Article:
3,676 Closet Design Photos

Check out this great article from houzz.com at http://www.houzz.com/photos/closet

Your options for designing a closet are now nearly as wide as your choices for furnishing your house. It used to be that all a closet got were poles, hooks and shelves. Today, a closet’s custom mill work and visual finishes are as sophisticated as any high-end kitchen, bath or even retail store. In new home construction, if you don’t say anything to a contractor, you’ll get a basic “pole and shelf” setup: a single pole with a fixed shelf above it. Then it’s up to you to customize the closet interior. Typically built and painted on-site, this is the least expensive way to go. The next upgrade includes multiple poles and shelves of varying lengths and heights to accommodate different types of garments. Typically, the vertical partitions holding up the poles are used as the sides for adjustable closet shelving. The components can be shop-built and painted on-site or, for a more durable (and expensive) finish, surfaced with melamine or laminate. The third option is Oprah-style luxury. Think shop-built, prefinished wood: essentially furniture that is designed and dimensioned to fit your closet interior precisely. Custom-made dresser drawers, shoe cubbies, shelving, jewelry drawers and partitions give you the maximum amount of storage and cost the most money.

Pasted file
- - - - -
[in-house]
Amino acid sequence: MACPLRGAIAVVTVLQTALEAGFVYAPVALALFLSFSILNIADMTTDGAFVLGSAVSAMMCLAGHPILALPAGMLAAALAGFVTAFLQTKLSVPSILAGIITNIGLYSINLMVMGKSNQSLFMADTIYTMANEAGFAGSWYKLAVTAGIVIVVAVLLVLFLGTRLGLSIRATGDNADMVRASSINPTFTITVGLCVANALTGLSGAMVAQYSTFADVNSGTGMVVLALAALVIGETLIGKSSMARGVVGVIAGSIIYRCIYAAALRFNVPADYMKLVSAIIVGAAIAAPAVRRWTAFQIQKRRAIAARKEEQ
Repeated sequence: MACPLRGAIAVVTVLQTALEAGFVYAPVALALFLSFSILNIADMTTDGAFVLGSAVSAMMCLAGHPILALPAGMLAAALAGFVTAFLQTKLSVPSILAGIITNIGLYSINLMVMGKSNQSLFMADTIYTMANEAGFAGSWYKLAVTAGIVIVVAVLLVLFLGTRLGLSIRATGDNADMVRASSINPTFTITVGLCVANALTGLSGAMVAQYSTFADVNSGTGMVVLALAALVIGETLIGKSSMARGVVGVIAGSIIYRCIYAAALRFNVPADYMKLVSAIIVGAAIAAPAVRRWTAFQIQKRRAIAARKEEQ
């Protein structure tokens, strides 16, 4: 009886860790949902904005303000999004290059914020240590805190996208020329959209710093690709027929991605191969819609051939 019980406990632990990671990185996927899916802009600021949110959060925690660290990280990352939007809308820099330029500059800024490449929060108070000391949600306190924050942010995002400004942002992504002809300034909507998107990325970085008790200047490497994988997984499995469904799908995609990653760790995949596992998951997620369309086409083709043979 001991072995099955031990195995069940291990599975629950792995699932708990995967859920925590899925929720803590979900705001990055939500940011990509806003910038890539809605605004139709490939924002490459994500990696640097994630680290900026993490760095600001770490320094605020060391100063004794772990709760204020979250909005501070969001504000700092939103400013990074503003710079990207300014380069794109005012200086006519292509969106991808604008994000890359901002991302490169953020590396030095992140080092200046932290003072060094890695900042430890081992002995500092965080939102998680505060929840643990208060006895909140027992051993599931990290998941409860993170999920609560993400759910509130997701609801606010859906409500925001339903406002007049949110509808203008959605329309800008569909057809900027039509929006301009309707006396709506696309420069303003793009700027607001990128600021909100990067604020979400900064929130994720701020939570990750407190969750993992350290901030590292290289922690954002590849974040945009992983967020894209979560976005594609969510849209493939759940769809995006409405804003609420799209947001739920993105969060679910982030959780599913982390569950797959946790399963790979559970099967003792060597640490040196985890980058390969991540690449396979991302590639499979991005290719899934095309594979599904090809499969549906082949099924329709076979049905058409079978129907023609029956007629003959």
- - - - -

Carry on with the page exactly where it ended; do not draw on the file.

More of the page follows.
The quickest way to increase storage capacity in an existing closet is with a standardized modular closet system such as those offered at large home stores and DIY centers. The classic coated-wire basket system is widely available, simple to install, and inexpensive, but often has bins that are too deep to allow for easy access to smaller items. Supplier-installed standard systems, professionally designed and measured to fit your closet, cost less than a custom-crafted interior but are far more expensive than the do-it-yourself option. The upside is that they have true drawers, offer the maximum storage capacity, and have a more finished look.

Sometimes building a closet isn’t practical for economic or design reasons. Armoires and wardrobes still make a lot of sense for hanging items. You’ll have to trade off a little storage space, but an armoire can have several advantages over a closet of comparable size. Unlike an armoire, a closet can’t be moved around easily, which means your options for furniture placement are more limited. Inexpensive, prefabricated armoires are inevitably cheaper than even the simplest comparable closet. Like any piece of furniture, an armoire can add to the look of a room. Since an armoire typically does not extend all the way to the ceiling and often is set on feet above the floor, it allows for a better appreciation of the full volume of the space surrounding it. Have fun with it and display accessories in an armoire like your own mini-boutique.